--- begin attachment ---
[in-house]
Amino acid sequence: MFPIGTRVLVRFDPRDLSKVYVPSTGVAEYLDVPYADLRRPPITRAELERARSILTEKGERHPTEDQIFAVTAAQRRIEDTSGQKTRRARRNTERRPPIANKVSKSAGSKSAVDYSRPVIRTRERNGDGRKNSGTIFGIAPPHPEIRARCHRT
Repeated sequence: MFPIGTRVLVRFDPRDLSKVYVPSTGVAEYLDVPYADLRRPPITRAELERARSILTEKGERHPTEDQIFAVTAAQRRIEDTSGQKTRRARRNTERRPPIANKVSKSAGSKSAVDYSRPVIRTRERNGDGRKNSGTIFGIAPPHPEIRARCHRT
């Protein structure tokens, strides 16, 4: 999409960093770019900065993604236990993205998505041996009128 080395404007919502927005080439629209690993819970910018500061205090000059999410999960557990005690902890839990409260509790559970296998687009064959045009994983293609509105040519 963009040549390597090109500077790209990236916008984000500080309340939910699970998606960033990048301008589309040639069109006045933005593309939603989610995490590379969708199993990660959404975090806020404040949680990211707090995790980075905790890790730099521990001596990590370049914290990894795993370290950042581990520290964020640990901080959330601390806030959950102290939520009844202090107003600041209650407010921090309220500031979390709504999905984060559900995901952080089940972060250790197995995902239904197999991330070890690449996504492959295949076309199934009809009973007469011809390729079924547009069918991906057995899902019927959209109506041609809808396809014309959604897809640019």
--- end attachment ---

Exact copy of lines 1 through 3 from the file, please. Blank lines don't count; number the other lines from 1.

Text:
[in-house]
Amino acid sequence: MFPIGTRVLVRFDPRDLSKVYVPSTGVAEYLDVPYADLRRPPITRAELERARSILTEKGERHPTEDQIFAVTAAQRRIEDTSGQKTRRARRNTERRPPIANKVSKSAGSKSAVDYSRPVIRTRERNGDGRKNSGTIFGIAPPHPEIRARCHRT
Repeated sequence: MFPIGTRVLVRFDPRDLSKVYVPSTGVAEYLDVPYADLRRPPITRAELERARSILTEKGERHPTEDQIFAVTAAQRRIEDTSGQKTRRARRNTERRPPIANKVSKSAGSKSAVDYSRPVIRTRERNGDGRKNSGTIFGIAPPHPEIRARCHRT